Of course, there’s a certain camaraderie that builds from an in-person bootcamp. Lunch and coffee breaks are usually moments to share your coding ‘aha!’ moments or your frustration with that one bug you can’t seem to find a solution for. Such moments aren’t as organic with the online experience, which is why we’ve been even more intentional in building them into the program.
Events such as online community squat challenges and social tea time give us a chance to regain those moments where students can share stories about this intense learning experience and have a laugh at the same time. With the online program we encourage students to reach out to teachers, and the team makes a more mindful effort to touch base and check in on the student’s experience of the program.
We stay very aware of the entirely different setting. In the physical bootcamp space, everyone is focused on learning and their coding journey. But, if you’re working from home you could have kids that want attention, flatmates that decide they want a chat, or a sock drawer that’s screaming to be reorganized.
Realizing how important it is to design a proper at-home work setup and create helpful at-home rituals and routines around your work, we have Judith. As our agile coach and remote working guru, she helps students adjust and answers any question related to succeeding in the remote working world.
4. We created a slack community where everyone—students, graduates and the extended CodeOp community—can stay in touch.
We set up an additional CodeOp Slack community in March 2019, after our second cohort of students. The vision for this was having a supportive global network of women and TGNC folks with shared values and technical interests. Our applicants have come from over 75 countries worldwide—we imagined how powerful and rich a resource this community could be! Now with over 80 women and TGNC folks involved in the channel, it’s really caught fire.
People share articles, seek guidance, post challenges, share what they’re currently working on, ask people to test out their projects and so much more everyday. It’s a self-sustaining community that encourages and supports each other. It’s gone beyond helpful communication to what feels like a group of super smart, hardworking individuals communing in a shared, safe place.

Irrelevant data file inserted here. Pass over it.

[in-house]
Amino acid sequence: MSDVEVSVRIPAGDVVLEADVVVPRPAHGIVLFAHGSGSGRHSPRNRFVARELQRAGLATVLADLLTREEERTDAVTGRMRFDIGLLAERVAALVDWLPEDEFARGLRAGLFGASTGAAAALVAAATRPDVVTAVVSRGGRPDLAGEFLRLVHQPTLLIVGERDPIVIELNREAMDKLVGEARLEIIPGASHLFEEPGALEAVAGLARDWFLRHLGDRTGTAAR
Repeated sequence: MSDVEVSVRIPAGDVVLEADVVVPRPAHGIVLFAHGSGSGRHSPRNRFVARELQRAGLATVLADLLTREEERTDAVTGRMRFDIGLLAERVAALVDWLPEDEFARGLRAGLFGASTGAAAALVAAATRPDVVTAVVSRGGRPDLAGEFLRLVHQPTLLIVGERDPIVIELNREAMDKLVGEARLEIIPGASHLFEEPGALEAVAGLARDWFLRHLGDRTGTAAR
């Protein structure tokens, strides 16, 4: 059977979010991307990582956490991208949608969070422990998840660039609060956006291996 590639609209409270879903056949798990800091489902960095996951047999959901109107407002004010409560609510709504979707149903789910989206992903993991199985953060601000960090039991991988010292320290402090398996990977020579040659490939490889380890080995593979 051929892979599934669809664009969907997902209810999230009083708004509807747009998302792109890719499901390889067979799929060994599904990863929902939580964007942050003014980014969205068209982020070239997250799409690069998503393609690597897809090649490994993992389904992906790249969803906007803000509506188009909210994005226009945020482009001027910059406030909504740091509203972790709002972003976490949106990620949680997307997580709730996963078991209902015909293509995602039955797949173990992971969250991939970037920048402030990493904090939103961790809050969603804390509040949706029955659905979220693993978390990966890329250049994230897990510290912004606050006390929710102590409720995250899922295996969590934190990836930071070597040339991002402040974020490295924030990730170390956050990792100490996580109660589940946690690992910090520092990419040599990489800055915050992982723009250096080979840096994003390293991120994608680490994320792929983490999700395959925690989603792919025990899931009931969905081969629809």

5. We stayed present and empathetic.
My job at this stage is a balancing act of leading business from an operational standpoint and leading the business in terms of planning and predicting the future. None of that has changed, only the context of it. All of this now just happens in the seclusion of my own home. But I miss my team; they’re at the heart of everything that’s so great about CodeOp.
Resiliency always kicks in at these moments, so I can’t say that I am worried. Resilience has a way of cutting through superficiality or BS, and I appreciate this. It gives you perspective into what matters.
Having made sure everyone’s immediate needs are met, I’m now working on ensuring our new systems in place are working well for both staff and students. I’m in planning mode, trying to make predictions about the economy and our sector, locating any opportunities to support others through our services. Now, more than ever the digital gap is widening. Those without digital access or skills, are more impacted by the lockdown. I’d like to have CodeOp working to make situations like these more sustainable for any affected individuals.
How we move forward
Apart from the immediate support we’ve offered our current and prospective students, I think CodeOp is yet to play a bigger role in this crisis we’re facing.
The obvious fear playing on our students’ minds is whether or not they’ll be able to find a job considering the current and future economic crisis we’ll face post-pandemic. Because software developers and data analysts are highly sought after and can work from almost anywhere our mission now is to:
Support (via scholarships) those who’ve recently found themselves unemployed so that they can equip themselves with a new skill during this period.
Create more connections between employers and prospective employees through online job fairs.
We’re readying ourselves and our students for the very different global landscape likely to emerge after this crisis.